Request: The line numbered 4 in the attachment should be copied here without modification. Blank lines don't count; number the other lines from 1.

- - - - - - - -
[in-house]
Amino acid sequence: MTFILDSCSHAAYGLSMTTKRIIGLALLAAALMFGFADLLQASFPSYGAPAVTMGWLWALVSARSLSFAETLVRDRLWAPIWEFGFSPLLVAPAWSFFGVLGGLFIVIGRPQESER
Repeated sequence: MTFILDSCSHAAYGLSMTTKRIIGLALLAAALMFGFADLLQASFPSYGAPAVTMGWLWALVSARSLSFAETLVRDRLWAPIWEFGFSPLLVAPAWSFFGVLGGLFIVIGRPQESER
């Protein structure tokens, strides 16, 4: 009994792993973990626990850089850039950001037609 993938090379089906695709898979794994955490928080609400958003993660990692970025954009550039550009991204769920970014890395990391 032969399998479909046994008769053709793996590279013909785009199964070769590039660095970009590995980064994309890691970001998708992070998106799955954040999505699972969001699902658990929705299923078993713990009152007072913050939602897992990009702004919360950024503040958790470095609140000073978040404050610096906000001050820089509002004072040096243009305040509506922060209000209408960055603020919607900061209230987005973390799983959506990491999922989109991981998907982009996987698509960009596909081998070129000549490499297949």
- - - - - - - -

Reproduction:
């Protein structure tokens, strides 16, 4: 009994792993973990626990850089850039950001037609 993938090379089906695709898979794994955490928080609400958003993660990692970025954009550039550009991204769920970014890395990391 032969399998479909046994008769053709793996590279013909785009199964070769590039660095970009590995980064994309890691970001998708992070998106799955954040999505699972969001699902658990929705299923078993713990009152007072913050939602897992990009702004919360950024503040958790470095609140000073978040404050610096906000001050820089509002004072040096243009305040509506922060209000209408960055603020919607900061209230987005973390799983959506990491999922989109991981998907982009996987698509960009596909081998070129000549490499297949």